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CDC HIV/AIDS/Viral Hepatitis/STD/TB Prevention News Update

UNITED STATES: Less Support for Hepatitis C Testing for Baby Boomers


New York Times (11.26.12)

The United States Preventive Services Task Force in a draft opinion said that clinicians may consider offering hepatitis C screening to adults born between 1945 and 1965 (baby boomers), but did not give strong support to the recommendation. This is short of CDC’s recommendation in August that all adults in the age group should get a one-time test to determine if they are infected with the hepatitis C virus (HCV). The task force is composed of outside experts appointed by the government. If the task force had given a stronger recommendation, health insurers would have been required to pay for the testing under the 2010 Affordable Care Act. Martha B. Saly, director of the National Viral Hepatitis Roundtable, a coalition of more than 200 groups dedicated to eradicating hepatitis, commented that the recommendation could derail the hard work that CDC has done to prove the case that it is important for baby boomers to get a one-time HCV test. CDC declined to comment as the opinion was a draft. According to CDC, about 3 million Americans are infected with HCV, but 45 to 85 percent are unaware of their infection. HCV can cause liver damage and liver cancer in some people decades after the initial infection. About 15,000 individuals a year die from hepatitis. Previously, CDC recommended screening for at-risk persons, such as intravenous drug users or individuals who had received blood transfusions prior to 1992. However, many cases were missed because people did not remember risky behaviors or did not inform their doctors. Recently, CDC recommended all baby boomers be tested. The 3 percent of this age group that is infected with HCV account for three quarters of all cases. Screening should detect more than 800,000 infections, which could be treated to prevent liver disease and about 120,000 deaths. The report took into consideration that CDC’s recommendation was based partly on computer models and may have overestimated the number of cases or deaths that could be prevented. The task force acknowledged that there would be a small benefit from screening baby boomers and gave the recommendation a grade of C, which means that for most individuals without signs or symptoms, there is likely to be little benefit from screening. The draft is posted on the task force Web site,, and is open for comment until December 24. The report, “Screening for Hepatitis C Virus Infection in Adults: A Systematic Review to Update the 2004 U.S. Preventive Services Task Force Recommendation,” is published online in the journal Annals of Internal Medicine, 27 November 2012 (DOI: 10.7326/0003-4819-158-2-201301150-00574).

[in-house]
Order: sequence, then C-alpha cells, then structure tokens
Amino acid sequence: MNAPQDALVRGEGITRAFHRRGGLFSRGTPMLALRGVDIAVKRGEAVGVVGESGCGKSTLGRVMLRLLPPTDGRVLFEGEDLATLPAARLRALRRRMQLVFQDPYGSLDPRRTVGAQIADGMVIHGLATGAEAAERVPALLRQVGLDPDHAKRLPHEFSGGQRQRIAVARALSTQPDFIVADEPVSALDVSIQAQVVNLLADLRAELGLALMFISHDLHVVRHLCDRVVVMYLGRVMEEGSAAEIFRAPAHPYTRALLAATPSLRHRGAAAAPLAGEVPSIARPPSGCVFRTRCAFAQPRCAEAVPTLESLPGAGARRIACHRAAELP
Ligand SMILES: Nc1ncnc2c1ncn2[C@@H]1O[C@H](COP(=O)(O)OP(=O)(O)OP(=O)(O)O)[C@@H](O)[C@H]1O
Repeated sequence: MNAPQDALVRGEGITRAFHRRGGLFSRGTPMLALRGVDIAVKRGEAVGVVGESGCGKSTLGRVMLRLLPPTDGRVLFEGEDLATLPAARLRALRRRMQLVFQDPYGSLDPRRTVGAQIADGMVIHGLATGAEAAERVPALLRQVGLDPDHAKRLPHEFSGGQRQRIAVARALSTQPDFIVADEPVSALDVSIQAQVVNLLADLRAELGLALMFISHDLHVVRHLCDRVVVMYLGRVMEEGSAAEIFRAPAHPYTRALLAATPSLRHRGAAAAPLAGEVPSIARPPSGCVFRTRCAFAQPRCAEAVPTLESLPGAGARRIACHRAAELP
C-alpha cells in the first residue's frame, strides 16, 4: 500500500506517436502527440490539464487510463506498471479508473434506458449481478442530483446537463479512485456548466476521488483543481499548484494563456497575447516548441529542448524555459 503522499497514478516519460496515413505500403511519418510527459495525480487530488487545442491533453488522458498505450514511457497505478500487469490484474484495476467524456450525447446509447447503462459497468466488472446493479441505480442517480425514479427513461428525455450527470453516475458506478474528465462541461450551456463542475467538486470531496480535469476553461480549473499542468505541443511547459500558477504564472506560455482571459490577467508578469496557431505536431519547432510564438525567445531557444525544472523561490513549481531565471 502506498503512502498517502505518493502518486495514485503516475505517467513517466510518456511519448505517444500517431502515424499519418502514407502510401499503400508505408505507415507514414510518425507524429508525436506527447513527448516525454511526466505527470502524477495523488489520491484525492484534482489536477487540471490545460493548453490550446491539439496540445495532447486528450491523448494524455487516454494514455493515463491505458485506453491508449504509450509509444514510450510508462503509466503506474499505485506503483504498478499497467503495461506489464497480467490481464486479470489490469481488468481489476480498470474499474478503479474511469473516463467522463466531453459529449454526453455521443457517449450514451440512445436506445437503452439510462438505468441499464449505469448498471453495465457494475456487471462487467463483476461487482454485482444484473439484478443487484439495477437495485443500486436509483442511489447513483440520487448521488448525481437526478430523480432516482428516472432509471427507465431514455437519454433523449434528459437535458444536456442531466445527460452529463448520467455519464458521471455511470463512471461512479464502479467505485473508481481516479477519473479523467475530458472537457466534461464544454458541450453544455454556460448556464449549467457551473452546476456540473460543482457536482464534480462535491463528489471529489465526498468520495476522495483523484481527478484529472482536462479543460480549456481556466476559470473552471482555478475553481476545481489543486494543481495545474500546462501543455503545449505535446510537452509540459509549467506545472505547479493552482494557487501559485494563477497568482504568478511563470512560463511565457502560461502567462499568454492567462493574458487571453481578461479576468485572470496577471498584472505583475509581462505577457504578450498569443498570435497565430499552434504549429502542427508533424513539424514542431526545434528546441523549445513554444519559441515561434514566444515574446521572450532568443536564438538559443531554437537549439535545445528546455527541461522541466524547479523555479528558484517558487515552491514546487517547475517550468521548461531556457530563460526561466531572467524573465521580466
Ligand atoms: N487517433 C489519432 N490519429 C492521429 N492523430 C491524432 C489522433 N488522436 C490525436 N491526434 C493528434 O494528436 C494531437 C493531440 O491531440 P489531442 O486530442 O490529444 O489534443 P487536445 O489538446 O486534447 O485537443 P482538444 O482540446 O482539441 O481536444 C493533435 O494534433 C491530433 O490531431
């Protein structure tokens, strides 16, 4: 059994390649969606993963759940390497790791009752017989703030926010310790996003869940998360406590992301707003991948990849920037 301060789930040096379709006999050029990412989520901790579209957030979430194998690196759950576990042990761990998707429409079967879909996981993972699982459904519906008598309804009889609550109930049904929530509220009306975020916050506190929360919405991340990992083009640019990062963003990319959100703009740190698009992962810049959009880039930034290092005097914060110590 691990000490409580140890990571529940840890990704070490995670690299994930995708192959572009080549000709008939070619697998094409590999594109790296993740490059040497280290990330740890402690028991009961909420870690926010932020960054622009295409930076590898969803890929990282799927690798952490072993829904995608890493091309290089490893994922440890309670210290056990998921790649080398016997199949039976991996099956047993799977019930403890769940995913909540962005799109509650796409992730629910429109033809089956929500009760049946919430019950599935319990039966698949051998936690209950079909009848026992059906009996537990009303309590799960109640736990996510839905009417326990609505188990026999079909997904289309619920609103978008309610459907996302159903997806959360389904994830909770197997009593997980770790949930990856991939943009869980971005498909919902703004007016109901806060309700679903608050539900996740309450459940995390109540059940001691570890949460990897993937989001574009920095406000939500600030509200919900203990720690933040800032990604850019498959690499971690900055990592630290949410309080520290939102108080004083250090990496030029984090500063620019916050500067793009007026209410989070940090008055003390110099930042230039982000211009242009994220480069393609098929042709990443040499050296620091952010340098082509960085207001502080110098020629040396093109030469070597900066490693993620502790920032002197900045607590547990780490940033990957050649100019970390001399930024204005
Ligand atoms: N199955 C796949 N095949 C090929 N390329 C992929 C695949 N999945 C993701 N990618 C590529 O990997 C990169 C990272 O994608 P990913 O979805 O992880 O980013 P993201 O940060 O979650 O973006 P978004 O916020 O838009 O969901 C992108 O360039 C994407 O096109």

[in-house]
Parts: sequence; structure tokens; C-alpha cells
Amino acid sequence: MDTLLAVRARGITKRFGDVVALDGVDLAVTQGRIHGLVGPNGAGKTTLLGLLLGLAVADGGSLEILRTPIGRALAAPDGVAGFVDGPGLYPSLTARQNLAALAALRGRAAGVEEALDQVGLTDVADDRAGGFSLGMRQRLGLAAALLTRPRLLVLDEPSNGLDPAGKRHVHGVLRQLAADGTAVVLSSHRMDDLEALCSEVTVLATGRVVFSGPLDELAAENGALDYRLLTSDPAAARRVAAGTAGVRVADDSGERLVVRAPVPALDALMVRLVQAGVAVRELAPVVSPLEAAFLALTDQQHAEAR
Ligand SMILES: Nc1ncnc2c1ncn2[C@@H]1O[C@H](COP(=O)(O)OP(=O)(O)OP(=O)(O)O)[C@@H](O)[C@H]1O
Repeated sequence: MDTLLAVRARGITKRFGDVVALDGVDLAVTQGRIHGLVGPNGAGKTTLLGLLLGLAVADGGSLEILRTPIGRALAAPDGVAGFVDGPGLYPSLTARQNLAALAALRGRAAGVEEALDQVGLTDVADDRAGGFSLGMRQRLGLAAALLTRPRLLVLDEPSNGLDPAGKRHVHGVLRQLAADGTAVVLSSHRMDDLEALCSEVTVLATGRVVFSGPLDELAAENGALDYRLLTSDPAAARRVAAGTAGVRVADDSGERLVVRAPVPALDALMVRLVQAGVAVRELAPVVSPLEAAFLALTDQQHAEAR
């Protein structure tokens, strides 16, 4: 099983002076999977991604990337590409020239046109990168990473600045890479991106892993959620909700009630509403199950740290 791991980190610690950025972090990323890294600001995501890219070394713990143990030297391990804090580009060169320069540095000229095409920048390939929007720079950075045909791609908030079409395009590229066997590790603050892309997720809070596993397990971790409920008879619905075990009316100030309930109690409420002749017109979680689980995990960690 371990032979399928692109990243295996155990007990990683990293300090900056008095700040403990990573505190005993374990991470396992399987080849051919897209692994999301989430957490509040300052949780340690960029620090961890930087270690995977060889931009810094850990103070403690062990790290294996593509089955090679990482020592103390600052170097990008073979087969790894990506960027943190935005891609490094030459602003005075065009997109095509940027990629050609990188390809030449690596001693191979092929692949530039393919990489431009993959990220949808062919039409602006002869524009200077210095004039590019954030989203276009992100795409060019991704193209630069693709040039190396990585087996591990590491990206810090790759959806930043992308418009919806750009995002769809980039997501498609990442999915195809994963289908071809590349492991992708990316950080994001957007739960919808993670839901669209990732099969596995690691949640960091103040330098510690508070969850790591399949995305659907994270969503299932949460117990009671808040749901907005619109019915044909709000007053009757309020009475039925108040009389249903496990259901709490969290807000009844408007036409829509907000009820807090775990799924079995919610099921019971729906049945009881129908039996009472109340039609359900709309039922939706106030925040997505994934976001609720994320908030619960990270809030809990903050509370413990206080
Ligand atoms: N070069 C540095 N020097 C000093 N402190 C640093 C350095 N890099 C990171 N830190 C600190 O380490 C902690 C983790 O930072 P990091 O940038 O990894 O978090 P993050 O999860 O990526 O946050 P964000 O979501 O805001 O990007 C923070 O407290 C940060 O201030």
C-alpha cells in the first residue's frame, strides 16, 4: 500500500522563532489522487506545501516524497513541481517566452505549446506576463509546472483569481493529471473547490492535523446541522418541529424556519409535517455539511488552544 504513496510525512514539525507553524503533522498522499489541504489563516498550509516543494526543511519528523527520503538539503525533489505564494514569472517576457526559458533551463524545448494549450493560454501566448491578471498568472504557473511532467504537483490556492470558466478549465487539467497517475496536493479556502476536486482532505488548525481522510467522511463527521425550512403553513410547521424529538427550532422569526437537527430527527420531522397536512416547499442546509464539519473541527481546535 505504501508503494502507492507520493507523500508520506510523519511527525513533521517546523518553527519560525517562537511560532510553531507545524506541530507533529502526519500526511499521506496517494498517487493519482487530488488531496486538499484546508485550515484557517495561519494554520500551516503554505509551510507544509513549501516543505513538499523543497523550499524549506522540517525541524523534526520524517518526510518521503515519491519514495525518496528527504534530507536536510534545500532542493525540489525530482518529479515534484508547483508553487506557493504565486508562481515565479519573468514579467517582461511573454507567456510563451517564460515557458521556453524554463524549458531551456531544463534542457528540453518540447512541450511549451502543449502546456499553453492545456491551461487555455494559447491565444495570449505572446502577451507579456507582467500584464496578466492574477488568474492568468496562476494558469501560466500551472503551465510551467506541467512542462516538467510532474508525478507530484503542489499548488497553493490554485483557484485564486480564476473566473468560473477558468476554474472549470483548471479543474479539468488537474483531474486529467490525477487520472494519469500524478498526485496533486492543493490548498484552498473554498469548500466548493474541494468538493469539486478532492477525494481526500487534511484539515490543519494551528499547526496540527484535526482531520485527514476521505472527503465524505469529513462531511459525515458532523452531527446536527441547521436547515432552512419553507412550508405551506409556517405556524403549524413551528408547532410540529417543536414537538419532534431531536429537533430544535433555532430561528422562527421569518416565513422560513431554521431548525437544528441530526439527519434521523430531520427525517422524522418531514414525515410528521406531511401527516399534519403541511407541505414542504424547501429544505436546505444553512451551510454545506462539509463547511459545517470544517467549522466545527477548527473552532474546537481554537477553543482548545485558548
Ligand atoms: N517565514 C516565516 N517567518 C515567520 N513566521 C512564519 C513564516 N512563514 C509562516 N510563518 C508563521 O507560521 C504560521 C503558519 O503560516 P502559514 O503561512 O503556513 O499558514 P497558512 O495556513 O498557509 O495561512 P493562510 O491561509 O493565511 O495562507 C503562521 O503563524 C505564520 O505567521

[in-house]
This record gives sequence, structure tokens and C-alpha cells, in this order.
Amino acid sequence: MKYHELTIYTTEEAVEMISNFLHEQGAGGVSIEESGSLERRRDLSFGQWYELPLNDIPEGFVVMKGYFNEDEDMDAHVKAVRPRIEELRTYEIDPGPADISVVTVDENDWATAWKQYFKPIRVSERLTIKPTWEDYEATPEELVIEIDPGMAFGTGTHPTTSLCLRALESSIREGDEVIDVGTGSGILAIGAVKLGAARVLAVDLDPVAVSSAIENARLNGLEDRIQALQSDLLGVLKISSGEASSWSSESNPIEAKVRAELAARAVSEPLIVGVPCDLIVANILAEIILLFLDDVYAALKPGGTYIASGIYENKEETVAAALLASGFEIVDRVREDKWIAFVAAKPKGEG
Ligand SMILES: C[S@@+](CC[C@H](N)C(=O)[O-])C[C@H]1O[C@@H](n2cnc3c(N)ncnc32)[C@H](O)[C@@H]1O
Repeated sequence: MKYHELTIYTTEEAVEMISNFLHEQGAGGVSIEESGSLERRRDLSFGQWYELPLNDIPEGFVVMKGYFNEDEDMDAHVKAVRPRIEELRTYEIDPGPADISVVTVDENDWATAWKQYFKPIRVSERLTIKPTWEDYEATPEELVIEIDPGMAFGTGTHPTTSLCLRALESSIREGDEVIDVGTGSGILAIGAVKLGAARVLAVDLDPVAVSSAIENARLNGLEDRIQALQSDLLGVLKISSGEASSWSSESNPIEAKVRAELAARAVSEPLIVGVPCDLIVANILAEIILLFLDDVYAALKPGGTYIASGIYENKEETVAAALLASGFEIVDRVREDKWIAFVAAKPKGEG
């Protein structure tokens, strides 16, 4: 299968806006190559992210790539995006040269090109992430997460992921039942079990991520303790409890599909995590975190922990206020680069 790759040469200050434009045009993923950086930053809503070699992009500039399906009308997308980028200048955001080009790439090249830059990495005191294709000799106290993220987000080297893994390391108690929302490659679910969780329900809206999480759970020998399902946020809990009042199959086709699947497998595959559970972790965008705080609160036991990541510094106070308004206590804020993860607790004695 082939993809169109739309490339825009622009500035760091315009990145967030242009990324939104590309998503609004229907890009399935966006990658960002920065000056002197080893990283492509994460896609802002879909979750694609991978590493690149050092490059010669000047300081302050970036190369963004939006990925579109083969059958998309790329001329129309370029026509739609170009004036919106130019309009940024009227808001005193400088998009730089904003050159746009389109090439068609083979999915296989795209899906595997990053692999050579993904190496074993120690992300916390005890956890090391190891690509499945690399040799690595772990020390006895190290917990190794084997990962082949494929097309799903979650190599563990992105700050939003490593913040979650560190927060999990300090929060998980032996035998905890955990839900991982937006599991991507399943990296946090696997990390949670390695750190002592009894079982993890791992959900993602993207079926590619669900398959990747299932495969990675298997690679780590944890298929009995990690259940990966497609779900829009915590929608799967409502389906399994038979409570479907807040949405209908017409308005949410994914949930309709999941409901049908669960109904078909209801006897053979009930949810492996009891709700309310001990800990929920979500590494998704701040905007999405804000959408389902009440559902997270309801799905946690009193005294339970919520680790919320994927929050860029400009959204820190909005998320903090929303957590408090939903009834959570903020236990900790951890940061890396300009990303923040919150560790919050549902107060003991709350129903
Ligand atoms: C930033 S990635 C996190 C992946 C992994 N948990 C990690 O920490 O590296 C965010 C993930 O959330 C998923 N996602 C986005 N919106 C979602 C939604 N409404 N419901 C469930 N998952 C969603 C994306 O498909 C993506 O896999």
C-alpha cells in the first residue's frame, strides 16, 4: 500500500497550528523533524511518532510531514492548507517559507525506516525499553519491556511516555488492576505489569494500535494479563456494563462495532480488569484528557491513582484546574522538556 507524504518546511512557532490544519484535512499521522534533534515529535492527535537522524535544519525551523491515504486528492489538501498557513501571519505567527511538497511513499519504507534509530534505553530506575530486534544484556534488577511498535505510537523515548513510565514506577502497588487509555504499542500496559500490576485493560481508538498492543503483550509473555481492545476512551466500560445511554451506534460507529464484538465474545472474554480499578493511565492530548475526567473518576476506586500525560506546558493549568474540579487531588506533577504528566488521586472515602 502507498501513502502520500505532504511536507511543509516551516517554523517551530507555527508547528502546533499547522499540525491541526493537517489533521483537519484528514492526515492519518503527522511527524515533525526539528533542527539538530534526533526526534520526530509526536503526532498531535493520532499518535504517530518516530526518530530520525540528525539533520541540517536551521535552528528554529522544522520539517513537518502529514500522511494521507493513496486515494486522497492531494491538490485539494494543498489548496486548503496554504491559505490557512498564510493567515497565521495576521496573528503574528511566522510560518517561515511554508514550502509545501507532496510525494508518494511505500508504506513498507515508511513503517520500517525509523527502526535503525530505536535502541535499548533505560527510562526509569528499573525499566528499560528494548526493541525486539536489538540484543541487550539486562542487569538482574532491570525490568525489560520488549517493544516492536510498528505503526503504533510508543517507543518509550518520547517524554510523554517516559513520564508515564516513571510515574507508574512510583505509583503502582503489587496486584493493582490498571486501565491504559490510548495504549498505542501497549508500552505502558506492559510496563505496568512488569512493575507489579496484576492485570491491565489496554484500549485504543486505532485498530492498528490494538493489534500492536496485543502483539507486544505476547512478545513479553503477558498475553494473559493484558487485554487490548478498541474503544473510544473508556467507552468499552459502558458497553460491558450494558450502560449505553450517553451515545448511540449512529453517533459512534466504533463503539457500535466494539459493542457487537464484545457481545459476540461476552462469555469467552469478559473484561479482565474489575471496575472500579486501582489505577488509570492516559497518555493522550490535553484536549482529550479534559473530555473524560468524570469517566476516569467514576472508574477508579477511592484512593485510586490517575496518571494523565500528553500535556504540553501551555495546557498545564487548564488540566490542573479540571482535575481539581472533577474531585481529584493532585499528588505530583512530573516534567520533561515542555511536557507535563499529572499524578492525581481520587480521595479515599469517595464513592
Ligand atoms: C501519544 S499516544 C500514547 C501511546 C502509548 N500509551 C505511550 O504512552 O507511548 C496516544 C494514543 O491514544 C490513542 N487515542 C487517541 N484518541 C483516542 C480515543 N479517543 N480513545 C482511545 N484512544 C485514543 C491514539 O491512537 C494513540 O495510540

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Information in this article was accurate in November 27, 2012. The state of the art may have changed since the publication date. This material is designed to support, not replace, the relationship that exists between you and your doctor. Always discuss treatment options with a doctor who specializes in treating HIV.